I’m not so sure about this. While we definitely live in an increasingly virtual world, I don’t know that the live sermon will be done away with as Grou admits later in his piece. I think of higher education. Many of the adults I work with go to online schools. However, for me, I enjoy the classroom experience and if I go back to school, I will opt for that over virtual. I enjoy being in a group of people dialoging or even listening to a lecture as long as it is is interesting. I have no problem with listening to another person speak as long as the content and the delivery are fresh. So, whereas I see a place for the virtual that we can tap into, I think the sermon will always have a place, but there may be an increase in small groups and virtual small groups, but I think the Church ought to be the one place that we would place more emphasis on flesh and bones contact versus virtual contact.

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Karl Dahlfred

posted July 17, 2009 at 11:35 pm

Online interaction will never replace face-to-face interaction. Also, more fundamentally, a good pastor will have relationships with his congregation and they with him such that his sermons will be suited to the understanding and needs of the congregation. The truth of Scripture may be the same but the application needs to be local – i.e. suited to the people and their situation in life. A pastor who knows his people can speak to where they are. Most people do not have the time or ability to search for a sermon online that is precisely suited to them. A sermon is not one size fits all and to think that online church or sermons will replace the fellowship of the saints is to be too individualistic and consumer oriented. The church is the body of Christ that fellowships together and bears one another’s burdens, not merely all showing up in a physical location for a religious lecture.

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Richard W. Wilson

posted July 18, 2009 at 2:09 am

Fascinating reflections on the part of all. I just last week experienced my first recorded video sermon by Darin Patrick at The Journey here in St. Louis; I think the other three “campuses” have been getting video feed of live sermons from the central campus where we have been worshiping for some time. There really isn’t any intimate or extensive fellowship or interaction of the congregants, particularly with the pastor/preacher/teacher, on Sunday mornings anyway, but there is participation, spiritually with God and the community on various levels.
I “get” the sense of not needing to be there to engage with the pastor/preacher’s input as I’ve been maintaining a sort of involvement with another congregation (from which my wife and I are mostly estranged) through listening to the sermons of the pastor with whom we don’t “relate.” (I still meet with a mens’ group from that church too).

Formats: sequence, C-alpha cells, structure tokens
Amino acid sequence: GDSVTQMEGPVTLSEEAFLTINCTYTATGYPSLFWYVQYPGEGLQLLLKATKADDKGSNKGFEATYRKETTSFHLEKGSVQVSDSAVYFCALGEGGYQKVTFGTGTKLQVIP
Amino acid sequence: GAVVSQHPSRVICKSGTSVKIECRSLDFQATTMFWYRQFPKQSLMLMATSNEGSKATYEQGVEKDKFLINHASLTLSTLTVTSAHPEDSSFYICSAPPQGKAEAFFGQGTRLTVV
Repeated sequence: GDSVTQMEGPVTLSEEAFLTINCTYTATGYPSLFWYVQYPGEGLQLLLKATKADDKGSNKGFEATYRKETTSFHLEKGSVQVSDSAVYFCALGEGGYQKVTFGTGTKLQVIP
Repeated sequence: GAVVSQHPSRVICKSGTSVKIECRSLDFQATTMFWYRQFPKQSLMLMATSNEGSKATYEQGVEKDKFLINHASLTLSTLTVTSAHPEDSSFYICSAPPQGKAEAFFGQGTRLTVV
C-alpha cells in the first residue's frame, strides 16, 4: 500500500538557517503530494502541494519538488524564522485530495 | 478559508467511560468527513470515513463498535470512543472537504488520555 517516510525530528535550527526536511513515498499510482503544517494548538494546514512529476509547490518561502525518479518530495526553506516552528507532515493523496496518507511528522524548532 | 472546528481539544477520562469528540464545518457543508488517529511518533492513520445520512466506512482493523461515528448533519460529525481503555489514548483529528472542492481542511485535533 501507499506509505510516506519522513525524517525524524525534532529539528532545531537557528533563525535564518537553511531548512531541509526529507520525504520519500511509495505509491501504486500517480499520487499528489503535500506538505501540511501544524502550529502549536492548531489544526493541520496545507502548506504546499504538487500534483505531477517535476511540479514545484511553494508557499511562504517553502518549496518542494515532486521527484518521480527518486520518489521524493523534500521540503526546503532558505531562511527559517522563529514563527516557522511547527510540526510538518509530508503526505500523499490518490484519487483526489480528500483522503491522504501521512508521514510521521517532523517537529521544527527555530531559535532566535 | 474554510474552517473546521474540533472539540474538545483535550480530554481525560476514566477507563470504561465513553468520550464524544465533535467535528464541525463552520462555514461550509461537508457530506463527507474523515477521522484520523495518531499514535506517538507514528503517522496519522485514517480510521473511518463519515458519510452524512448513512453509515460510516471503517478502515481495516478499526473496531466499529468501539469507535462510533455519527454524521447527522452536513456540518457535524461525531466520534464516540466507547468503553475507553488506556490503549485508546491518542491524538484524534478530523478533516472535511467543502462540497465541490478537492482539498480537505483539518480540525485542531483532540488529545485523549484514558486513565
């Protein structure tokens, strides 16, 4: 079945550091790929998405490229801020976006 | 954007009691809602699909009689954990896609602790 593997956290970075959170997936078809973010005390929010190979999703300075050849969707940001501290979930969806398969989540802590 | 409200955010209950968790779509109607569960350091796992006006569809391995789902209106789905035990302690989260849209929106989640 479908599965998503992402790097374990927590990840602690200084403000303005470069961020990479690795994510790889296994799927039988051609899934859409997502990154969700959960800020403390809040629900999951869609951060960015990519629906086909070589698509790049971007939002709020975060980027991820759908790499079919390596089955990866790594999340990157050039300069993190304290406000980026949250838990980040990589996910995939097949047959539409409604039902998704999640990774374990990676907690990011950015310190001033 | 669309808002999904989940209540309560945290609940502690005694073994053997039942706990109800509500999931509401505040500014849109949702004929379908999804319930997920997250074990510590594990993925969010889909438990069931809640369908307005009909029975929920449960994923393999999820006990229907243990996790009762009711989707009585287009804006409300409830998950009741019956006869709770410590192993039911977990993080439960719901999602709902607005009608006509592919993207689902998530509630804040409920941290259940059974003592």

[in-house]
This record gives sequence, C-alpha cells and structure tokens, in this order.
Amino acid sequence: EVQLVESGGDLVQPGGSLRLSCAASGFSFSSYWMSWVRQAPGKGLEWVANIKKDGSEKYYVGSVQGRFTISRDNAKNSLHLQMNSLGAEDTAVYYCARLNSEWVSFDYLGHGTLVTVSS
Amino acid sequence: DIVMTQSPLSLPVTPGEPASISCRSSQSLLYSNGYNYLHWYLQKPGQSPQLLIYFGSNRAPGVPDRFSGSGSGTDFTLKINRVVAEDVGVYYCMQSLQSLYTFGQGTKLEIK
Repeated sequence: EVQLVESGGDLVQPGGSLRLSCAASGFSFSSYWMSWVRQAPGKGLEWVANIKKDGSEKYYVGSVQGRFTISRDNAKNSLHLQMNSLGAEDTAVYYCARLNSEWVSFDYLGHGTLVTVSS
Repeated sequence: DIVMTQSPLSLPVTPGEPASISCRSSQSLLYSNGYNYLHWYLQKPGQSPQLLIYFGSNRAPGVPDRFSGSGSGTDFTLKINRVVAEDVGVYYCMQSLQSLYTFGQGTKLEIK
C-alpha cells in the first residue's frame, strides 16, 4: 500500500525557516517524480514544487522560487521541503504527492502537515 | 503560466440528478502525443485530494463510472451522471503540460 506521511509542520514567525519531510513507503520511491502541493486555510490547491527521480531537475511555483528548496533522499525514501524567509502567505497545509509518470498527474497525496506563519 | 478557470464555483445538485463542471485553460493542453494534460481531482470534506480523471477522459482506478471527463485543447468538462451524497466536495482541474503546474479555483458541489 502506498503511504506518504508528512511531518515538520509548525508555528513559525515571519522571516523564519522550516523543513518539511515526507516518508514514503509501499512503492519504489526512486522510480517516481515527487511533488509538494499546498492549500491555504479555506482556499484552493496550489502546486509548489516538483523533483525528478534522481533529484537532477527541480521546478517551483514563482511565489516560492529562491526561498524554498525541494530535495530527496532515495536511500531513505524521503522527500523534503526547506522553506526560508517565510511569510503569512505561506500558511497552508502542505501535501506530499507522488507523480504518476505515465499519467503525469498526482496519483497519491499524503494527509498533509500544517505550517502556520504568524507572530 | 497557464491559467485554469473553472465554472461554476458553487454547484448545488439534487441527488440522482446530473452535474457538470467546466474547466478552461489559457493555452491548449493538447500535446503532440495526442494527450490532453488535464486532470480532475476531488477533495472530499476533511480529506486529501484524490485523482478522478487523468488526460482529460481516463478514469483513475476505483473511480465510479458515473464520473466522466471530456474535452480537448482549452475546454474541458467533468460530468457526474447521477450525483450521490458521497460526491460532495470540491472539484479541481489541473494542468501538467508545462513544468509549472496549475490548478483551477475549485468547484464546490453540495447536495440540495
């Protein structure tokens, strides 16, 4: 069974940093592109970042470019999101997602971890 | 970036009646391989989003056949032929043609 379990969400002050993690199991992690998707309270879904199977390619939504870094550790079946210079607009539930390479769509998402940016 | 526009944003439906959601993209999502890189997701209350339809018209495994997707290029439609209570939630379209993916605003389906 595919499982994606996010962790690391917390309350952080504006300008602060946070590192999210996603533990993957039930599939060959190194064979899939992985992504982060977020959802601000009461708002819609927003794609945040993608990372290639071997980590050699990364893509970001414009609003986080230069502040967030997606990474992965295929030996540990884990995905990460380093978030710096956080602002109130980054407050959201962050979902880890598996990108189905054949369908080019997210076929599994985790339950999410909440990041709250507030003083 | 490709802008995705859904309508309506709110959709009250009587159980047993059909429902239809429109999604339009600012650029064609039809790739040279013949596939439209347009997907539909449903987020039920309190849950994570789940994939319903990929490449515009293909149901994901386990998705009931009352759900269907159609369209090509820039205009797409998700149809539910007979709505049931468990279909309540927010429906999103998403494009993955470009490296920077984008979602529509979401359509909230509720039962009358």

I also “get” the sense of being able to access superior preaching/teaching 24/7/365–this DOES change things. I’d guess that we can’t now begin to see how things will “emerge” among the churches in coming years. We will grow, change, adapt, and by the grace of God be transformed more and more into His image despite our natural tendencies to desperately hang on to old modes of church and humanness.
For Christ and His Kingdom,
Richard W. Wilson

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John L

posted July 18, 2009 at 11:14 am

Thanks, all, for the excellent comments. I purposefully exaggerated my point (a bit) to elicit a response – to get people thinking about our Western religious-consumeristic status quo ? to take a fresh look at things we often take for granted. I do think future generations are going to change the nature of religious gathering ? perhaps radically – and virtuality will be a central catalyst driving many of these changes.
Karl, I’m not inferring that on-line activity should replace F2F interaction. Not at all. I’m considering the ways in which virtuality might enhance our expectations of F2F experience, just as printed books radically changed our glocal culture, including religious culture.
“a good pastor will have relationships with his congregation and they with him such that his sermons will be suited to the understanding and needs of the congregation.”
Let’s not overly romanticize. Unless there are specific issues common to a single community (which at times there are, of course), the “needs” of any particular community are fairly universal. Speaking from personal experience (25+ years of sitting and listening to local sermons), it’s rare to hear anything deeply tailored for locality, save for the occasional rhetorical use of some shared local experience (local news event, a road everyone drives, etc.)
Someone shared privately ??but I really like the live sermon. It is part of my heritage.? I can?t argue with that. But I do think, for those interested in such things, we can find a far more organic balance to our gatherings. Moving away from the stage, towards a common floor we all share, might be a positive beginning.
We can now encounter the greatest religious monologues anywhere, anytime. So let?s use our rare F2F gathering time to really connect as community, rather than as individual spectators. As givers rather than consumers.

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Cindy N

posted July 20, 2009 at 10:47 pm

Of course, one interesting effect of sermons no longer being preached is that there would no longer be a weekly setting for all those stunningly articulate preachers to preach so they could be recorded, thus killing the goose that laid the golden egg….

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posted July 21, 2009 at 10:35 am

I think the message will no longer be controlled or shaped by those in power. That is good news. I think that any who are savey enough to look things up will and a variety of view points will abound. I think dialogue will be an imperative as folks come to the community and want to talk about what they have learned in virtual community.